If you’re like us, you can probably hardly wait till Saturday morning 1145 AM Eastern. This fixture for the famous Calcutta Cup, is one of the tournament’s annual classics and in recent years has served up some thrillers – who can forget that incredible draw the last time these two sides met at Twickenham two years ago? There is every reason to hope that Saturday’s encounter has the potential to serve up more of the same. England have clearly picked a team that is concerned about Scotland’s almost reckless abandon in attack, and as a result expect the Men in White to play a game that makes the opposition do all the running. This lack of an attacking game in England’s arsenal over the last few months has caused much consternation amongst their supporters, and for good reason. However, on the flip side of the coin there is no denying that England’s preference to not play with ball in hand has produced results as the opposition becomes more and more desperate to break a seemingly impenetrable defensive shield of white shirts.
Expect more of the same, as the Scots will run at England from every inch of the park. Whether or not they can keep it up for a full eighty minutes while still maintaining the kind of execution and discipline needed for it to put points on the board remains a big question mark. Scotland may also find themselves struggling to contain England in the set pieces as the Men in White’s tight five is without doubt one of the best in the business. After that though we’d argue it’s a relatively even contest, with some English players out of form and a lack of balance in some departments for England. Scotland’s progress in a rather strange year to say the least for Test Rugby was impressive at times, but it was never consistent – something which England was throughout. It will be an interesting contrast of styles with England’s rather dour approach up against Scotland’s willingness to throw caution to the wind with sometimes dazzling results. England are your reliable siege engine while Scotland are your gritty, unpredictable mavericks. It should make for a great contest.
One of the greats in the making
English second rower Maro Itoje has always been a bit like one of those excellent vintages that you get in the wine store with the caveat best drunk a few years from now. Well those years are now. In our opinion, putting aside the remarkable individual try scoring efforts of winger Jonny May, Itoje has become the complete team asset for England. His presence on the pitch lends England an authority and ruthlessness they have often lacked in the past. This smoldering giant is likely England’s next Captain and his ability to get himself and the rest of his teammates under oppositions’ skins is very much in the mold of England’s World Cup winning skipper Martin Johnson. His indestructability on the pitch and ability to put in stadium jarring hits for the full eighty minutes is the stuff of legends and an enormous inspiration to his fellow teammates. He was outstanding in 2020, expect him to be phenomenal in 2021!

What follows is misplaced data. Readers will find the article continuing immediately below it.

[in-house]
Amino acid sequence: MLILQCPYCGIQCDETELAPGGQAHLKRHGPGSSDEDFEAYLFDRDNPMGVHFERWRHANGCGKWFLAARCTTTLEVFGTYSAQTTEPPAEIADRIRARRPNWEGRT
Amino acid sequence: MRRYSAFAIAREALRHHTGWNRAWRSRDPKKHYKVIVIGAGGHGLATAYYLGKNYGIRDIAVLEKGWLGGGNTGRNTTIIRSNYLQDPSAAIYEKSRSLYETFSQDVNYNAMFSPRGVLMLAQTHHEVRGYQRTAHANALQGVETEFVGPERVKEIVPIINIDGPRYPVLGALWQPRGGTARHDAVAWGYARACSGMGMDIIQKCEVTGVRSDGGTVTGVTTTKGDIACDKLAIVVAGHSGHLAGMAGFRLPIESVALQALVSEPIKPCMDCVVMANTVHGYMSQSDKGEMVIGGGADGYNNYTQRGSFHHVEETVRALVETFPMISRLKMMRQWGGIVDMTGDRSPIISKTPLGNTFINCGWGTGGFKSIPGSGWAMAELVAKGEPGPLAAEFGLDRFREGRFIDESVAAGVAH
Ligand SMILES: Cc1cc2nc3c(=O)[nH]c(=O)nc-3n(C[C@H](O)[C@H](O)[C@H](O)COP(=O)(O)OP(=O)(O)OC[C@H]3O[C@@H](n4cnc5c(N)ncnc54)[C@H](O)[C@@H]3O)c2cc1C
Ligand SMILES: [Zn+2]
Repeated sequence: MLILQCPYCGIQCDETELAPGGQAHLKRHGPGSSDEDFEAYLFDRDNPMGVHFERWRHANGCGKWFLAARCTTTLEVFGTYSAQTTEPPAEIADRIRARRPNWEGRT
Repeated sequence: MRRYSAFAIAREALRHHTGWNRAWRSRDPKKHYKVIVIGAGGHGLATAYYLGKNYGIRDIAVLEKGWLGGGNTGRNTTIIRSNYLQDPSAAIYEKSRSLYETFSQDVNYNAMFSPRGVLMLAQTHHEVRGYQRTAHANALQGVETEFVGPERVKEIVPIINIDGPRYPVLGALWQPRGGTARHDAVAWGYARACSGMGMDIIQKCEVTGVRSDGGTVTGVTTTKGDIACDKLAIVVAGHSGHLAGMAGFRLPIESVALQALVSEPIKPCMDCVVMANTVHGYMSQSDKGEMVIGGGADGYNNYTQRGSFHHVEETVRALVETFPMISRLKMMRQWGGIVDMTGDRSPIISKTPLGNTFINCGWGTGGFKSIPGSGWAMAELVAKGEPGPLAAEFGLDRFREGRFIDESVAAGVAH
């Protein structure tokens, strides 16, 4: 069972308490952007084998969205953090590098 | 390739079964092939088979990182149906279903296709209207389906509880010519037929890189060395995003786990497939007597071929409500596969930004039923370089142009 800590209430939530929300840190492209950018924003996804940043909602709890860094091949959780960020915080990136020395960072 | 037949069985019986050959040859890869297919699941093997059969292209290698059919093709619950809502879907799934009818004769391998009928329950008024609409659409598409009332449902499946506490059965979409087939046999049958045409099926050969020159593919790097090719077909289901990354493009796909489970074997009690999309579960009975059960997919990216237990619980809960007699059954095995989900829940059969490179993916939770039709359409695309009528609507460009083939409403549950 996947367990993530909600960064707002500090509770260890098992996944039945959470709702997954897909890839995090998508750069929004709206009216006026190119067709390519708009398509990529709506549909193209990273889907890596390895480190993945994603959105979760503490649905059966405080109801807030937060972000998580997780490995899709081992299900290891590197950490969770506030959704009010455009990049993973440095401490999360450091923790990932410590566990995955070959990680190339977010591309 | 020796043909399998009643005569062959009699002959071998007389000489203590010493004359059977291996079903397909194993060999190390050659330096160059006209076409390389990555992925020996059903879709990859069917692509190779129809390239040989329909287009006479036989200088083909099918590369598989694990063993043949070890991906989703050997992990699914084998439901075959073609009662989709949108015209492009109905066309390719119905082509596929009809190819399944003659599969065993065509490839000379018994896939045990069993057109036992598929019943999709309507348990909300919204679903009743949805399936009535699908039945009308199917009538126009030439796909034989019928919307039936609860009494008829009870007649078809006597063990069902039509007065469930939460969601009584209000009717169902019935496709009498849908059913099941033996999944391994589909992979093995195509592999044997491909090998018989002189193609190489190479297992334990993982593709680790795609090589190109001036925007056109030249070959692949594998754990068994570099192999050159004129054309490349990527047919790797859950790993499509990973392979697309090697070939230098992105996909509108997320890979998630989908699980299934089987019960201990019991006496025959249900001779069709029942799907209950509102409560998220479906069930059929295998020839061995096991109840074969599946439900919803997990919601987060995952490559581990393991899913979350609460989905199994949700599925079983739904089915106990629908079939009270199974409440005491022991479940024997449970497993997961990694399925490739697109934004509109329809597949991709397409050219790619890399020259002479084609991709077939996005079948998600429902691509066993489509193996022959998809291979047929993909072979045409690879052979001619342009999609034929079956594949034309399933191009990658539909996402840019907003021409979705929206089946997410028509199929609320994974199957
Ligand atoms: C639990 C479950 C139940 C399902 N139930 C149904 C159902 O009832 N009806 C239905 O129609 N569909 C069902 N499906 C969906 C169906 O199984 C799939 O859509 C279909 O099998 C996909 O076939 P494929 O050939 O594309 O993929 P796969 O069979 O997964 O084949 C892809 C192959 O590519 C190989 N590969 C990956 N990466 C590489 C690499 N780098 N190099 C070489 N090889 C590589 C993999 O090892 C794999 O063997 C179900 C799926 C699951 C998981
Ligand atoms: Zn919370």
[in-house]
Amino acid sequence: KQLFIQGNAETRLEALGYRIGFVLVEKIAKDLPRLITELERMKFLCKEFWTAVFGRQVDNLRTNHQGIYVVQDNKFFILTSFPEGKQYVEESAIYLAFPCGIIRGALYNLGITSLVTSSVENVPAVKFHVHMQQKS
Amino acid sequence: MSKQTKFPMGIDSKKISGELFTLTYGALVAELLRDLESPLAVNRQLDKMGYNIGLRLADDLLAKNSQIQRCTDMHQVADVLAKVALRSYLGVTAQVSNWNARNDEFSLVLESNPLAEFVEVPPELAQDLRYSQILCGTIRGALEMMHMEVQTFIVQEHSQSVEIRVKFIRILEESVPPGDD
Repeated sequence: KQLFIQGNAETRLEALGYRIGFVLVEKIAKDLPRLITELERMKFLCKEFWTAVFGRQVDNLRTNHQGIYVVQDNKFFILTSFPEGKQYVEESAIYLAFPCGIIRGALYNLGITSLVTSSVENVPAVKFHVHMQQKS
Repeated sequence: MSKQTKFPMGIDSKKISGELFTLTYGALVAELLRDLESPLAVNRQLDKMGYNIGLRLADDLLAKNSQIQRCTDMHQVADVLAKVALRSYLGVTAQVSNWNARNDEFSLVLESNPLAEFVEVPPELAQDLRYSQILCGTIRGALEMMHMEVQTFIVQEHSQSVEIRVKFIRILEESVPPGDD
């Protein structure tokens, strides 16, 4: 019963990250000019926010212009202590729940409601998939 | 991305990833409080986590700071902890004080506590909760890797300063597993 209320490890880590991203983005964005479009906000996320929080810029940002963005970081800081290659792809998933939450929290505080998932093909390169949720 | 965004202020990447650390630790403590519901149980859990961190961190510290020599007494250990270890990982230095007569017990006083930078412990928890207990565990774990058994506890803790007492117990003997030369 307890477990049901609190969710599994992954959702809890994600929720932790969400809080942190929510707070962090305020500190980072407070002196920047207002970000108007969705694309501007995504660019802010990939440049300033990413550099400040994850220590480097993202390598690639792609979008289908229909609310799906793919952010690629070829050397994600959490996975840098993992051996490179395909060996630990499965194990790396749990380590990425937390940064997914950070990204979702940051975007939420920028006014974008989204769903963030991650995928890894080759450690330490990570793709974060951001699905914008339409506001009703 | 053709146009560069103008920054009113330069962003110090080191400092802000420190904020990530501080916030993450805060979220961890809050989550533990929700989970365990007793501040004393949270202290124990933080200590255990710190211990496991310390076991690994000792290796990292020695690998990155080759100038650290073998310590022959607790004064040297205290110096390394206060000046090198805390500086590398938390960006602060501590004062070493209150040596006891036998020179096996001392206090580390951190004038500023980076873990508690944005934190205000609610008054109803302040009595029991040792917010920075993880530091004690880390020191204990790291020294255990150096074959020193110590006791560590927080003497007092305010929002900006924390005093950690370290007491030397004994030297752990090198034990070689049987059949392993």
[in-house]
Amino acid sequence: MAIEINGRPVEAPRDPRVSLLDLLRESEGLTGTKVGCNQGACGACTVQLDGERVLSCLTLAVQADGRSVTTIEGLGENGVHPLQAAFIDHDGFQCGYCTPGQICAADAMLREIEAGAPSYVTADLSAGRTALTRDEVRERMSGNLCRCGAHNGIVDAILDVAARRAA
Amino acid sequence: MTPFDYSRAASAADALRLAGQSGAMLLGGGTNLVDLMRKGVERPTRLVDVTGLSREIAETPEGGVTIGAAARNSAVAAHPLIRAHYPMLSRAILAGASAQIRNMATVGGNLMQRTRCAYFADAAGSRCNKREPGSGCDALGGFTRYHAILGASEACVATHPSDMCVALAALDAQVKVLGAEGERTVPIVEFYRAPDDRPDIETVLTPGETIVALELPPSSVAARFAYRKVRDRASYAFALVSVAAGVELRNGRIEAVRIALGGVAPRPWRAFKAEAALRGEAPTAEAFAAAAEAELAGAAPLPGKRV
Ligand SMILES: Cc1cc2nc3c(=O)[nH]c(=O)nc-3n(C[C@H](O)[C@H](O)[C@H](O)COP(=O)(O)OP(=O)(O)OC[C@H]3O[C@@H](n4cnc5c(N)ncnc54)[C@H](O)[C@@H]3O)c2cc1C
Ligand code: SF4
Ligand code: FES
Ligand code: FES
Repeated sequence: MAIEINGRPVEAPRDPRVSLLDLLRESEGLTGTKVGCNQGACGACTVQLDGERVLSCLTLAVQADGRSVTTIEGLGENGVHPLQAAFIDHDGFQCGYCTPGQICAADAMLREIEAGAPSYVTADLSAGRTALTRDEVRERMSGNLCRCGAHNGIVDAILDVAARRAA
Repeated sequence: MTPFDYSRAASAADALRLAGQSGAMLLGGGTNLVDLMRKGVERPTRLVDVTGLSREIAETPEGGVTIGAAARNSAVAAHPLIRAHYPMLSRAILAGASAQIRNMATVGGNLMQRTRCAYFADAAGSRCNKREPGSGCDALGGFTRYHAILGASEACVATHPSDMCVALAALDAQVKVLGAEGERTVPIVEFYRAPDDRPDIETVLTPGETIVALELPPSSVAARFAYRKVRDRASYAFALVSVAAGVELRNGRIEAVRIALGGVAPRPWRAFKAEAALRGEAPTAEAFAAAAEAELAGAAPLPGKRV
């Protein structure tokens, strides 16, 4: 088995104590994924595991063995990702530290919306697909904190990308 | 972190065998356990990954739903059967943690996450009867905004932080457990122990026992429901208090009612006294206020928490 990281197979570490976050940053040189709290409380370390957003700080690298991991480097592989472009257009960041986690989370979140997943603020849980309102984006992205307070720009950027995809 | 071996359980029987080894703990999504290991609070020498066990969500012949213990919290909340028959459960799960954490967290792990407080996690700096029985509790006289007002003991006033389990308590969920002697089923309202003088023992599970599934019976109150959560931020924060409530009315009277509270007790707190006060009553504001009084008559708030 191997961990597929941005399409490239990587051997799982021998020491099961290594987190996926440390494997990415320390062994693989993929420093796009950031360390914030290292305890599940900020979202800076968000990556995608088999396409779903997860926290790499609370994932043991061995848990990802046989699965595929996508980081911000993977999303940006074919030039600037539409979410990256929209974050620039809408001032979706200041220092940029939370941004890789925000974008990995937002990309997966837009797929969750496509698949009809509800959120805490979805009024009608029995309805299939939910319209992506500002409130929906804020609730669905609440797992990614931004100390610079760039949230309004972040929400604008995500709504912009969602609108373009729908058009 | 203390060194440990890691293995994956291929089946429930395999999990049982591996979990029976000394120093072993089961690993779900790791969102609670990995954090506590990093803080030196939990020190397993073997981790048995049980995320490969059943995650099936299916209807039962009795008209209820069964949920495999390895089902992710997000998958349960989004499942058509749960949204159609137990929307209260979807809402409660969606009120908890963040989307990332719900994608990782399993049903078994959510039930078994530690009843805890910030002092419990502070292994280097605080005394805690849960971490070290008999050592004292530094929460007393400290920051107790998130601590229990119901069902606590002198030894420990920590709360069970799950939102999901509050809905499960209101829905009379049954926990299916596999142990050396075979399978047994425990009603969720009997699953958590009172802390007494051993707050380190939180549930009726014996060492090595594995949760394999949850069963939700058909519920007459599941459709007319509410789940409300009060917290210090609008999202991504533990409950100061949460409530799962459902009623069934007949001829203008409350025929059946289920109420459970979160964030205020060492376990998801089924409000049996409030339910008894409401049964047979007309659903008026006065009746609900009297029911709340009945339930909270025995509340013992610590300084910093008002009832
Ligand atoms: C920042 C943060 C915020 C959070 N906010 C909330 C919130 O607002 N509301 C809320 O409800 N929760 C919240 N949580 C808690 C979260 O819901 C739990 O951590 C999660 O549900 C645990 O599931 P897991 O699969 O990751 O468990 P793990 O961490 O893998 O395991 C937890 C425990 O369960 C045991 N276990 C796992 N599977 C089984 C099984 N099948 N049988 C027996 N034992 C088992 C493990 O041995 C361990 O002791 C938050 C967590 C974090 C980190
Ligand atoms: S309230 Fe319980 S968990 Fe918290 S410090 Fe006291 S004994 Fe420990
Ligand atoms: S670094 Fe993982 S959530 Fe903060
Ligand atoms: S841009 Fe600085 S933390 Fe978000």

Has his time come and gone?
For years Billy Vunipola was seen as an essential cog in the engine room of England’s back row. However, on the basis of what we saw from him last year, we have a hunch that England’s one man panzer division is not quite the blitzkrieg weapon he once was. In our humble opinion, England perhaps relied on his exceptional talents a little too much at the expense of developing a balanced back row. He is a devastating number eight and has served England exceptionally well, but he’s been far too quiet of late for us and we haven’t seen any signs that he is likely to start shouting from the rooftops once more. Injuries seem to be getting the better of him making his trip to the next World Cup questionable, and England’s priority must be to address what they want their back row to look like now rather than a year out from France. His back row partner for Saturday’s match Mark Wilson is one of our favorites but also another who is unlikely to make the next World Cup given his age. England has no shortage of depth in the back row, so it’s a bit early to be ringing the alarm bells. However, given Scotland’s rampaging back row trio of Hamish Watson, Jamie Ritchie and Matt Fagerson this Saturday, some younger and fresher legs might have been the right call.